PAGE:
Second thing and also very important is your stance. You should put your right foot in front and left foot back and your pelvis should be at 45 degree angle toward the direction of the cast. This will help you keep your upper hand in front of you (in that case your right hand) and will make room for pulling your lower hand during the forward cast.

What length is your shooting head/leader/tippet?
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post #10 of 13 (permalink) Old 08-07-2016, 06:35 PM Thread Starter
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Thanks

Quote:
Originally Posted by Cloner View Post
Making a higher lift alone is not enough. I deliberately mentioned "proper lift". This may sound like Master Yoda talking but you have to feel it I mean when you lift (which you should execute slowly) you should feel the very moment when your shooting head becomes airborne and then you push your lower hand away and to the side. If you are too early with the push you will have to use your upper hand to pull the head out of the water and that's game over by underhand style standards. If you make the push with the lower hand at the right moment and the shooting head becomes airborne then by rotating you can change the angle by as much as your hips and spine will allow you. If I need to I can change the angle of my cast with a single spey (within a single cast) by almost 180 degrees. I've got some clips uploaded on YT to better demonstrate the above and that I think you could find helpful but I'm talking my mother tongue there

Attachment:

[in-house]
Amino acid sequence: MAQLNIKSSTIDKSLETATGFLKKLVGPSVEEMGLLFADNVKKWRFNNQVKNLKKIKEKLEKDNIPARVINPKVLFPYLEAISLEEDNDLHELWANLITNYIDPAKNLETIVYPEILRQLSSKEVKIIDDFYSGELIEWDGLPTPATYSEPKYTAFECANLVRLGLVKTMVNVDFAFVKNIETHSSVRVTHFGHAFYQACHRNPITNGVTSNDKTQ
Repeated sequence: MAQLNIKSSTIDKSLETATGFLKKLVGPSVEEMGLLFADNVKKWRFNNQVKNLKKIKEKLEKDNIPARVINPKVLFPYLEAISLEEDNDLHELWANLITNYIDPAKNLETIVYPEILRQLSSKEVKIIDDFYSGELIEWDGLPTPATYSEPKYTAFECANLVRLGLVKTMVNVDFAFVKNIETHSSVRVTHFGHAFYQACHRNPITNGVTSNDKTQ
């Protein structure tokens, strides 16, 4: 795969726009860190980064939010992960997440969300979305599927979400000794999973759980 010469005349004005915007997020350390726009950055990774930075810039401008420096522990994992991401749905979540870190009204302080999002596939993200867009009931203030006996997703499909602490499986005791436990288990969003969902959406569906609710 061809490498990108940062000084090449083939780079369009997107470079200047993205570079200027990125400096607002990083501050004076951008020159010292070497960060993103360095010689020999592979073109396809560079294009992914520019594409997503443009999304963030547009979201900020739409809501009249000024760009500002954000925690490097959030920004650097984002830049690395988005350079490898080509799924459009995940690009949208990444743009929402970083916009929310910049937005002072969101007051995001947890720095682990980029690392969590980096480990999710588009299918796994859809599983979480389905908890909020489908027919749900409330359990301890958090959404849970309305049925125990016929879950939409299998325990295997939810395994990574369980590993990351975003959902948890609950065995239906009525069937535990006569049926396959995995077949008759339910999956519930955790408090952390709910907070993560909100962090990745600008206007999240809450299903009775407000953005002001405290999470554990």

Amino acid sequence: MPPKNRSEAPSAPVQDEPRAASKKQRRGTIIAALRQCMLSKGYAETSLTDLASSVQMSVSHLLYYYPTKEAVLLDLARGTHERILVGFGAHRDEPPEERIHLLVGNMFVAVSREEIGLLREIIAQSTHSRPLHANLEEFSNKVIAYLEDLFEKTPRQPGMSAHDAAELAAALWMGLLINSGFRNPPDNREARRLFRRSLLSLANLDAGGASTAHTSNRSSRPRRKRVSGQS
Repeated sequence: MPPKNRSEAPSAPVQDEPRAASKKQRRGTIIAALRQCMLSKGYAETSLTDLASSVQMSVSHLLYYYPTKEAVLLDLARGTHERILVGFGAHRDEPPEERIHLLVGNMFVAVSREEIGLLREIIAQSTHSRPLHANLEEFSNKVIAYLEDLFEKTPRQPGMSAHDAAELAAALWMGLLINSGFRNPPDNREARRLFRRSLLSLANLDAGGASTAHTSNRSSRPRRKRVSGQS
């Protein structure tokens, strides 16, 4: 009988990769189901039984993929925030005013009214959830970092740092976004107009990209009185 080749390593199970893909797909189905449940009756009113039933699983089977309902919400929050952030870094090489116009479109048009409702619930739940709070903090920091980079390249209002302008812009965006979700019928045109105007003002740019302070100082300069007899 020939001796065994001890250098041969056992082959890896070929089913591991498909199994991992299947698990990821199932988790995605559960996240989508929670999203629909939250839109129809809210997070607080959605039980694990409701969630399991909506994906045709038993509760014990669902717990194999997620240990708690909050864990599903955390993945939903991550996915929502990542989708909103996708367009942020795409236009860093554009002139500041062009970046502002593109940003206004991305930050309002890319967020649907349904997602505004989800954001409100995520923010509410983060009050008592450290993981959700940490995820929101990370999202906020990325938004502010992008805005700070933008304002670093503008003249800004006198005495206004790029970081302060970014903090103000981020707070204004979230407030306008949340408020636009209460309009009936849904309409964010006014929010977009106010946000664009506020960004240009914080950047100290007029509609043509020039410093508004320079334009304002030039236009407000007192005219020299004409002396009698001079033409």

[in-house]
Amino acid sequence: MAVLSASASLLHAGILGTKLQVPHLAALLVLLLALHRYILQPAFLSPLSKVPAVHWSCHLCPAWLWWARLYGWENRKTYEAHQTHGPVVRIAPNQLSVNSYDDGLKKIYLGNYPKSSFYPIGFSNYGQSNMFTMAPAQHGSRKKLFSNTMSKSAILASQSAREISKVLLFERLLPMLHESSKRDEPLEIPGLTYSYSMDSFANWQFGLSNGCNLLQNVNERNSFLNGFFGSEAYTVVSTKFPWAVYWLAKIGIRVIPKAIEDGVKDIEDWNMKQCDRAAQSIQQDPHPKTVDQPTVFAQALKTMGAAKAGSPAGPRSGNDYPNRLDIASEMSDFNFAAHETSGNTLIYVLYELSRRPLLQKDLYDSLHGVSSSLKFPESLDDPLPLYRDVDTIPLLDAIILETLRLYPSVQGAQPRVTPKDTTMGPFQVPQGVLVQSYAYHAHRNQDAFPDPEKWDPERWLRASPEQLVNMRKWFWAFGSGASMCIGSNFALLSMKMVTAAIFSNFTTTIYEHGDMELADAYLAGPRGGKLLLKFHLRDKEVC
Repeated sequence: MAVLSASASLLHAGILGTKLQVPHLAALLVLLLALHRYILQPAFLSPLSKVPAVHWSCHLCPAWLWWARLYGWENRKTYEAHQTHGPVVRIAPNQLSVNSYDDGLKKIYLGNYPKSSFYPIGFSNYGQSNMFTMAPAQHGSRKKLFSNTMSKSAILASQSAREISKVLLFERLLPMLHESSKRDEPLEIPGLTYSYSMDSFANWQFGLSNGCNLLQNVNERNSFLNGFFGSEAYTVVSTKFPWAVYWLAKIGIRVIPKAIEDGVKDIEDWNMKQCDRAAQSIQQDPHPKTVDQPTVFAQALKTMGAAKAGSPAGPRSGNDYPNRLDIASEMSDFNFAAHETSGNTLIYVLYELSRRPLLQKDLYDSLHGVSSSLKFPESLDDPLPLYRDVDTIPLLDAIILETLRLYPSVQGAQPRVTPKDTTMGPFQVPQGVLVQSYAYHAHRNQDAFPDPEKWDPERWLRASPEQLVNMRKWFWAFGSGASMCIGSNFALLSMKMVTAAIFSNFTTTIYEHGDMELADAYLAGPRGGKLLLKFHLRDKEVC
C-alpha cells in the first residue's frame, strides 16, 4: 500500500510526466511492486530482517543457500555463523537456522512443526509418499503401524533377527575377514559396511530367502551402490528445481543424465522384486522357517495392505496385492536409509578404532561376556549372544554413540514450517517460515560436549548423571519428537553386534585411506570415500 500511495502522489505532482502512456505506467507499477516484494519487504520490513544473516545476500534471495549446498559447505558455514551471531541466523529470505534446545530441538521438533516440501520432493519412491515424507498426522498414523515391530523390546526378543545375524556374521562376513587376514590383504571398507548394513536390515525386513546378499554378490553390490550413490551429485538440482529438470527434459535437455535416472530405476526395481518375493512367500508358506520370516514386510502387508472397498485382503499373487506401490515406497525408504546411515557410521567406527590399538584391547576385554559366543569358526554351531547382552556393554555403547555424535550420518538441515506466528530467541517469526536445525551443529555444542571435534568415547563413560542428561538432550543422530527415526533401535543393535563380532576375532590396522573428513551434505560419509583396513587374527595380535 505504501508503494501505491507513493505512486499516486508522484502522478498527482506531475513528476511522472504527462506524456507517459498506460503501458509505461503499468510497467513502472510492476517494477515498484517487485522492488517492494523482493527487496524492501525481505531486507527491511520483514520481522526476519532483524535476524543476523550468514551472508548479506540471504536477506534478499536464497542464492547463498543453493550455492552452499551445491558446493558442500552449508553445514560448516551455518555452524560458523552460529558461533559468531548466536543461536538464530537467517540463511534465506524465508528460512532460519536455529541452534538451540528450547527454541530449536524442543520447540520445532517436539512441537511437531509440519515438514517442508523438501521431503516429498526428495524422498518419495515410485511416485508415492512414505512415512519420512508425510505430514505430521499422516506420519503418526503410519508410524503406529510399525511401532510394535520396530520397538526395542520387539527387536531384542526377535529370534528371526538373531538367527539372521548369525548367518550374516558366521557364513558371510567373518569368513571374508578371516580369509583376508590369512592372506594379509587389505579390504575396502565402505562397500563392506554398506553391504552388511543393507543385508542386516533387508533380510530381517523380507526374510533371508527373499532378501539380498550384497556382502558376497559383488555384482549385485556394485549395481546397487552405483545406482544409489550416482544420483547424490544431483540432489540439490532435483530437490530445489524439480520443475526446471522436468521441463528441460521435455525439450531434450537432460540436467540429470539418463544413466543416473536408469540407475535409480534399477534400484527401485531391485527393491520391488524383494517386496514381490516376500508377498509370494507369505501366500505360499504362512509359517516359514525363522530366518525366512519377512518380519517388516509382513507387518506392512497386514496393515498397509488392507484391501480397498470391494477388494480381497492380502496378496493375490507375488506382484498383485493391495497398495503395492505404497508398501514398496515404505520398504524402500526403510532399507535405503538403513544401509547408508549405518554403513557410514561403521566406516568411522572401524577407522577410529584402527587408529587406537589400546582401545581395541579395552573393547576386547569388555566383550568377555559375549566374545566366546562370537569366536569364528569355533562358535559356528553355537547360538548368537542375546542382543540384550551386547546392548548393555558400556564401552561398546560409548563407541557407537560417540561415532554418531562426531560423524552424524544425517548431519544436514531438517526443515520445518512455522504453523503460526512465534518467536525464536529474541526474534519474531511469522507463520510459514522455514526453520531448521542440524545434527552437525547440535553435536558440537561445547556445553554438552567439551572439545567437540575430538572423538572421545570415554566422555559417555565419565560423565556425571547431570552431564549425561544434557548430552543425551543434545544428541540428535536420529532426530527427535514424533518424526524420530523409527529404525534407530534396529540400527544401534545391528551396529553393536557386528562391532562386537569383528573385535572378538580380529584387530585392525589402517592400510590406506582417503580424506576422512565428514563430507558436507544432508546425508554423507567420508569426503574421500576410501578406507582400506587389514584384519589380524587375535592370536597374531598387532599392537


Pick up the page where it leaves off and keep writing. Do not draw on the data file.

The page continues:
Second thing and also very important is your stance. You should put your right foot in front and left foot back and your pelvis should be at 45 degree angle toward the direction of the cast. This will help you keep your upper hand in front of you (in that case your right hand) and will make room for pulling your lower hand during the forward cast.

What length is your shooting head/leader/tippet?
Thanks Cloner that gives me plenty to chew on. I will look for your Youtube channel- can you supply a link?


In my most recent video I'm using a Rio Scandi Short body of 23' and a 15' floating tip with an approximately 10' straight mono leader and a 14' rod.